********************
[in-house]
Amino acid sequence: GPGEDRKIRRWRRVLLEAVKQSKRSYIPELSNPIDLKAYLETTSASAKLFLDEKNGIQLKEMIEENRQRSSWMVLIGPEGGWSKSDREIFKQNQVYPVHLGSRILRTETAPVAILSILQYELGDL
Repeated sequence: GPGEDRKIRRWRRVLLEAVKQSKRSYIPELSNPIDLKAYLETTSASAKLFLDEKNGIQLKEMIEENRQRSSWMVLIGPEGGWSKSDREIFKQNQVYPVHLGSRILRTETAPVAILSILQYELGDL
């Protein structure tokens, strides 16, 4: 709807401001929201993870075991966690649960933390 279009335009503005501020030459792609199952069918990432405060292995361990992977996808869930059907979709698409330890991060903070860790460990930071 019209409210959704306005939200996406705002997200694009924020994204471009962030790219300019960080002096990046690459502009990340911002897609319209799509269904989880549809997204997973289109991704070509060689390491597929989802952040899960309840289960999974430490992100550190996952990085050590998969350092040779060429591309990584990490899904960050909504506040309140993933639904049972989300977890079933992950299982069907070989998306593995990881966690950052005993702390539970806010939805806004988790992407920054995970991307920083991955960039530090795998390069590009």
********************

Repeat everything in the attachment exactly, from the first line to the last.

[in-house]
Amino acid sequence: GPGEDRKIRRWRRVLLEAVKQSKRSYIPELSNPIDLKAYLETTSASAKLFLDEKNGIQLKEMIEENRQRSSWMVLIGPEGGWSKSDREIFKQNQVYPVHLGSRILRTETAPVAILSILQYELGDL
Repeated sequence: GPGEDRKIRRWRRVLLEAVKQSKRSYIPELSNPIDLKAYLETTSASAKLFLDEKNGIQLKEMIEENRQRSSWMVLIGPEGGWSKSDREIFKQNQVYPVHLGSRILRTETAPVAILSILQYELGDL
């Protein structure tokens, strides 16, 4: 709807401001929201993870075991966690649960933390 279009335009503005501020030459792609199952069918990432405060292995361990992977996808869930059907979709698409330890991060903070860790460990930071 019209409210959704306005939200996406705002997200694009924020994204471009962030790219300019960080002096990046690459502009990340911002897609319209799509269904989880549809997204997973289109991704070509060689390491597929989802952040899960309840289960999974430490992100550190996952990085050590998969350092040779060429591309990584990490899904960050909504506040309140993933639904049972989300977890079933992950299982069907070989998306593995990881966690950052005993702390539970806010939805806004988790992407920054995970991307920083991955960039530090795998390069590009």